Many companies today outsource some of their operations to an outside service provider, sometimes called a third party. In the next section, we will look at how outsourcing can simplify the management of ERP systems.

Application Service Providers

An application service provider (ASP) is a company that provides management of applications for a company over a network. Usually that network is the Internet. Companies can outsource their email software, accounting programs, or other programs to an ASP.

The ASP, not the company using the ASP’s services, owns the hardware and the rights to the software; it also employs the workers who run the outsourced applications. The users of the system, of course, are the company’s employees. Suppose an ASP were to run an ERP package such as SAP ERP for Fitter Snacker. The ASP would own the rights to use the SAP software, as well as the server on which the SAP software runs. The ASP could also provide consulting services for configuring the ERP system, so that Fitter Snacker would not have to find its own ERP specialists. The ERP program would be delivered to FS workers over a charge a peruse fee for the system, based on the number of users at FS. Thus, an ASP can provide ERP software with a much lower start-up cost, making it possible for smaller companies to use ERP systems when they cannot afford the costs of installing and maintaining their own system. 

Advantages of Using an ASP

Many companies find it advantageous to use an ASP for ERP and other information system applications. Some of the benefits include:

  • Affordability: Companies that cannot afford their own ERP system can now “lease” one on a monthly basis, avoiding the high cost of obtaining the hardware and software and hiring and training support personnel. ASP services can be received through the Internet, using either a Web browser or the ERP system’s graphical user interface (GUI) software.
  • Shorter implementation time: The time needed for ERP implementation is shorter for those who implement ERP through an ASP. An ASP should have experience with implementing and maintaining ERP software. (If it does not, the company should find another ASP.) ASPs have servers, telecommunications, and highly trained personnel already in place.
  • Expertise: ASPs are experts in delivering IS applications. They do all the maintenance, including execution of backups, training, and customizing of the system. Customers of ASPs do not need to hire additional IT personnel. ASPs can also run information systems more efficiently because they do it on a large scale. ASPs can spread fixed costs over many users, thus achieving economies of scale that might translate into a lower total cost of ownership. The Fitter Snacker in-house ERP Fitter Snacker ASP ERP availability of IT talent is tight in the current market; an ASP might have a better chance of attracting and retaining a talented workforce than a small manufacturing company like Fitter Snacker.
Disadvantages of Using an ASP

There are some potential problems with using an ASP:

  • Security: Companies using ASPs are turning their information systems over to a third party. They must be confident that the ASP has a high level of security. How hardware will be shared is also a security concern. The ASP will have multiple users on a single piece of hardware. Each customer’s data must be shielded from other customers. While these are valid concerns. ASPs often have better security than a small company can have on its own.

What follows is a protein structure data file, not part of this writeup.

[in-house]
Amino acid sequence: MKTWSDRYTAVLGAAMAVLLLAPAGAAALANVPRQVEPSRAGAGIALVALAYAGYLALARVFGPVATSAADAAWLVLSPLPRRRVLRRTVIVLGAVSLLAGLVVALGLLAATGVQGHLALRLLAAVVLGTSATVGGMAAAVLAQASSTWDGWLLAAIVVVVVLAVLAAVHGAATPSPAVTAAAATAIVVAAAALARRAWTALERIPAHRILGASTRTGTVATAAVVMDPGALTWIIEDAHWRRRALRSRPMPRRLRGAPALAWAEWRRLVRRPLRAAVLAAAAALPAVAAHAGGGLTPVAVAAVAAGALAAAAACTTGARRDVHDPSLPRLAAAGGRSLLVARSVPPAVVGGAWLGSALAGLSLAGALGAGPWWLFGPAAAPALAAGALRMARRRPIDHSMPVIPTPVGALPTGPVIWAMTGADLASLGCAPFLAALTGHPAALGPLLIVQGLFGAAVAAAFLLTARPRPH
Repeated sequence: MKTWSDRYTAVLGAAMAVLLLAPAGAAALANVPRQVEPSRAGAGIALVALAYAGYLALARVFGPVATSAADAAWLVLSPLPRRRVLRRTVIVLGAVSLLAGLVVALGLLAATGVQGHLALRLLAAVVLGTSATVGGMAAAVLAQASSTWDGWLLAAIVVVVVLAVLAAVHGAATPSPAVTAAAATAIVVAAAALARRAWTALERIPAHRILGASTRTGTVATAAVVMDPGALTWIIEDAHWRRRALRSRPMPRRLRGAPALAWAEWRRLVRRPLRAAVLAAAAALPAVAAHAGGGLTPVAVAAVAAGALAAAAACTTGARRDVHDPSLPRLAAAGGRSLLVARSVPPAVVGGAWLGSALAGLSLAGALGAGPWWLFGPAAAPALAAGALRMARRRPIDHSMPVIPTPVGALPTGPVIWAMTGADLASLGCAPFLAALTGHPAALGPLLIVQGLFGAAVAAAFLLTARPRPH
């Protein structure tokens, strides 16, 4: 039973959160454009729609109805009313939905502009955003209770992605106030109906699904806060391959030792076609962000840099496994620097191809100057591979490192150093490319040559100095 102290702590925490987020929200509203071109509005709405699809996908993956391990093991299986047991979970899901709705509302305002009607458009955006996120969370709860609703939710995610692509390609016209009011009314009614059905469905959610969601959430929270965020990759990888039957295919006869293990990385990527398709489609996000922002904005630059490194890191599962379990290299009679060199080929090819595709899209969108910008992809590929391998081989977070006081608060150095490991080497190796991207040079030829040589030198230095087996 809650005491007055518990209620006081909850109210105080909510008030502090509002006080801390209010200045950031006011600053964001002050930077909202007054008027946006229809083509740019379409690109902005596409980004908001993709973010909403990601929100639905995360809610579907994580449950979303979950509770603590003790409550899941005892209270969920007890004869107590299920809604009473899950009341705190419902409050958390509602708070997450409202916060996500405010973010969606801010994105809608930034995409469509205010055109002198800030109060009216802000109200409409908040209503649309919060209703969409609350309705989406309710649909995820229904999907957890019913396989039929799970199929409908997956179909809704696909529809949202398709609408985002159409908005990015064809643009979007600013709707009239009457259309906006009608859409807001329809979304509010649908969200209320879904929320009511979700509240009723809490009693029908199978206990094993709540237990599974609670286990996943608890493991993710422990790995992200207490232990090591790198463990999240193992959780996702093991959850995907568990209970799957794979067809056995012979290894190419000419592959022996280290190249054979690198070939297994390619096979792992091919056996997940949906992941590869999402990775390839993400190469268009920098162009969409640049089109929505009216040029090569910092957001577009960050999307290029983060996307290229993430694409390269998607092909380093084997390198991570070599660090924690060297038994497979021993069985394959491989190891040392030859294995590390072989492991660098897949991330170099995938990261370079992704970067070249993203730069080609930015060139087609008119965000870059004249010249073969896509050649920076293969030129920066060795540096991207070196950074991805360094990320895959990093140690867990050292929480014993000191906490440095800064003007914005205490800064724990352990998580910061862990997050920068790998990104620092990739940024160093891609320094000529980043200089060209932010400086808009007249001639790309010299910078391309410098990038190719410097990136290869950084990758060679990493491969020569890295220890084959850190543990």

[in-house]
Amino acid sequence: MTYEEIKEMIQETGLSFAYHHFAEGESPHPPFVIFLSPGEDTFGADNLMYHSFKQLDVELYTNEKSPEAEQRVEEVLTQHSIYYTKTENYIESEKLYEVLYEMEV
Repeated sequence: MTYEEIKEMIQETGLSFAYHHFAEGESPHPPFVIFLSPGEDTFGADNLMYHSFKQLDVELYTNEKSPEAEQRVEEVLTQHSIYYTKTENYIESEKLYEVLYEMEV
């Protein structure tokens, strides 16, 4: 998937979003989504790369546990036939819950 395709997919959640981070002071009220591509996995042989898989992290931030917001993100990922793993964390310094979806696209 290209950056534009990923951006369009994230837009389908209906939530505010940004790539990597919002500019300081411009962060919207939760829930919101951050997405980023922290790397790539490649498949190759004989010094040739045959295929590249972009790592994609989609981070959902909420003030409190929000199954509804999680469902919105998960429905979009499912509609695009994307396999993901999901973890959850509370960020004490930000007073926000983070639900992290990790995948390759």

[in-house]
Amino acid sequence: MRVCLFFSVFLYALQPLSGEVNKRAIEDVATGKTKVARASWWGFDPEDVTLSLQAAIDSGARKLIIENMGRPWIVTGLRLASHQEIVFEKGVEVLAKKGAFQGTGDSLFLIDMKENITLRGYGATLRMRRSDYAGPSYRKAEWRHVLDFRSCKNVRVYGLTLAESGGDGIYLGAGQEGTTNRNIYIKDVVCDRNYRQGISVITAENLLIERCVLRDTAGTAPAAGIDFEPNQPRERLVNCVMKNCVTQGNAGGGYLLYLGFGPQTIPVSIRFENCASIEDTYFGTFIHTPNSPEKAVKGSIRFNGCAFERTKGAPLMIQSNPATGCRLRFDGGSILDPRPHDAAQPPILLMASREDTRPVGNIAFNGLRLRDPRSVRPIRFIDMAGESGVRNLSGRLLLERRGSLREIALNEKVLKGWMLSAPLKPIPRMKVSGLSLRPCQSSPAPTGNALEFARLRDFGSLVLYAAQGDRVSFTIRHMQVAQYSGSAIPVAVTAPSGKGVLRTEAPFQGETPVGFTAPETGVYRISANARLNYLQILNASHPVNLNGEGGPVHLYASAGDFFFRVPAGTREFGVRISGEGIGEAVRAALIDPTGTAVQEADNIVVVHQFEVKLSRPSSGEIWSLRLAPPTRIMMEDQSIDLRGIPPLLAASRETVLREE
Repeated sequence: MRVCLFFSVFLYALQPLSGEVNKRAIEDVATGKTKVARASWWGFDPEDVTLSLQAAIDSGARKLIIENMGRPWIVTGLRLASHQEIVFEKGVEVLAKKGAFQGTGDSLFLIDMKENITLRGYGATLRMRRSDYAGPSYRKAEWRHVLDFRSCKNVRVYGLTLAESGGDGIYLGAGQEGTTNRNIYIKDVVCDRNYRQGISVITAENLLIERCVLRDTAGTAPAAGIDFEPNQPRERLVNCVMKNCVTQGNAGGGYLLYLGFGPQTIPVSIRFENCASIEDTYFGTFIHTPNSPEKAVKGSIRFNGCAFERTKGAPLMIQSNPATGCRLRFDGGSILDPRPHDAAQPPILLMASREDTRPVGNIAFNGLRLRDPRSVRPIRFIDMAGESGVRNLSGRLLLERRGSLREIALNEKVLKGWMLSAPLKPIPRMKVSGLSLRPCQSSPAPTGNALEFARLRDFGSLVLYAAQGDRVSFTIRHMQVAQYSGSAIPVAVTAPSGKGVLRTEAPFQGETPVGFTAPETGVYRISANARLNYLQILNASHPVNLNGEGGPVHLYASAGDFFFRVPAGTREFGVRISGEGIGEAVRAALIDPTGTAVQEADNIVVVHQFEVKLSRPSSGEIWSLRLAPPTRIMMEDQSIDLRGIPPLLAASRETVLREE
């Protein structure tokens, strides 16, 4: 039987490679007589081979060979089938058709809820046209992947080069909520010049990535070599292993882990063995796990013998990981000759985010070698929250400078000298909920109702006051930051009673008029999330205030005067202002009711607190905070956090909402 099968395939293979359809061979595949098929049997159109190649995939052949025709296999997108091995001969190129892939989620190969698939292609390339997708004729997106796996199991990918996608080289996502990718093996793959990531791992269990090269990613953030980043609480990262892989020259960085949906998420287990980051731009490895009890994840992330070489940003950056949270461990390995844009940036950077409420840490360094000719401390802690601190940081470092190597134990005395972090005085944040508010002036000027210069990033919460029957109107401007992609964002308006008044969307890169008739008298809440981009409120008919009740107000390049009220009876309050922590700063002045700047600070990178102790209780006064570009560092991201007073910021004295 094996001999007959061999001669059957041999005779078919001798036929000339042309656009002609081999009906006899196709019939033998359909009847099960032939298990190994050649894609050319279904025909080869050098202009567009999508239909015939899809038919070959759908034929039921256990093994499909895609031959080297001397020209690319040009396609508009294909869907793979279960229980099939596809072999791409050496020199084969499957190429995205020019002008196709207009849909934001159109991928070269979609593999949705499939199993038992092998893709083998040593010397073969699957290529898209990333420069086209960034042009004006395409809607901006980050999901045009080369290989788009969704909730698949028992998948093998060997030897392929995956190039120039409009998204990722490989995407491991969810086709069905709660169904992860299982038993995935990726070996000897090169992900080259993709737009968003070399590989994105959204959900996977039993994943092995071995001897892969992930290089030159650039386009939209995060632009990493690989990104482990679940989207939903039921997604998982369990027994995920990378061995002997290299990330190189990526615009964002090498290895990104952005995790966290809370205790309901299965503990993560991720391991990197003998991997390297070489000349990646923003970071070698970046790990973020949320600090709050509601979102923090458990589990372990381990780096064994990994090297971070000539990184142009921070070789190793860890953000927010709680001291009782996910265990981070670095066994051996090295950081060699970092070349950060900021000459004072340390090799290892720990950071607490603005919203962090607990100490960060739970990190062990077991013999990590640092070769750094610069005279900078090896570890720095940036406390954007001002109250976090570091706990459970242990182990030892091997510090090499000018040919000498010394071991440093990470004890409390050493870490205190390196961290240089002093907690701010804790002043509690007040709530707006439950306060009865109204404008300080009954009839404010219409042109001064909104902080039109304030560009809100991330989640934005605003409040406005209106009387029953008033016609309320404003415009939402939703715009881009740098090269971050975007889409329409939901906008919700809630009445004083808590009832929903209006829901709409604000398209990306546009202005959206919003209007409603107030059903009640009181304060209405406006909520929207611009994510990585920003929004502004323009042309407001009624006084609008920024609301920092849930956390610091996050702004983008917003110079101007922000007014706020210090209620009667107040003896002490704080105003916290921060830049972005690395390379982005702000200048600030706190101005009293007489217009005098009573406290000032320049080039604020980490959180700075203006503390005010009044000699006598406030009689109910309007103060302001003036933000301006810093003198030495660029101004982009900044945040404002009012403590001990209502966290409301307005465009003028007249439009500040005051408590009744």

• Bandwidth/response time: The telecommunications channel from the ASP to its customers must be fast enough to handle multiple users. An ASP’s servers must be sufficient in terms of processing capabilities.
  • Flexibility: An ASP should be flexible in working with its users and satisfying their requests for processing modifications.
  • No frills. An ASP can usually provide basic ERP systems well, but asking for unusual configurations may cause problems, and an ASP might not allow for third-party add-ons. Further, the ASP might not want to do custom software development using the SAP ERP programming language, ABAP.
  • Technical, not business focus: An ASP knows the technical aspects of the software, but it will need the customer to define the business processes and make the configuration decisions.
Other Considerations

As with all forms of outsourcing, companies considering an ASP should carefully scrutinize the ASP’s contract to uncover hidden costs and potential problems before signing it.

ERP companies are excited about ASP, ERP software companies relied on a small number of very large sales to make their yearly profit. Now income is steadier because ERP vendors can deliver and support software on a monthly basis to customers of all sizes. For example, an ERP vendor might have high revenues one quarter from securing a few, large sales, but may follow that with lower revenues the next quarter if no large software deals are finalized. Delivering software through an ASP, however, provides a steady monthly income from lease payments.

SAP is offering an ASP version of its ERP product for midsized companies. In September 2007, SAP introduced Business ByDesign, which is delivered to customers over the Web. At that time, pricing was set at $149 per month per user, and the product included applications for financials, human resources, supply chain management, and customer relationship management. Also available in a smaller package, Business ByDesign is available to companies for $54 per month per five users. SAP hopes to increase its customer base with the new product to 100,000 by 2010.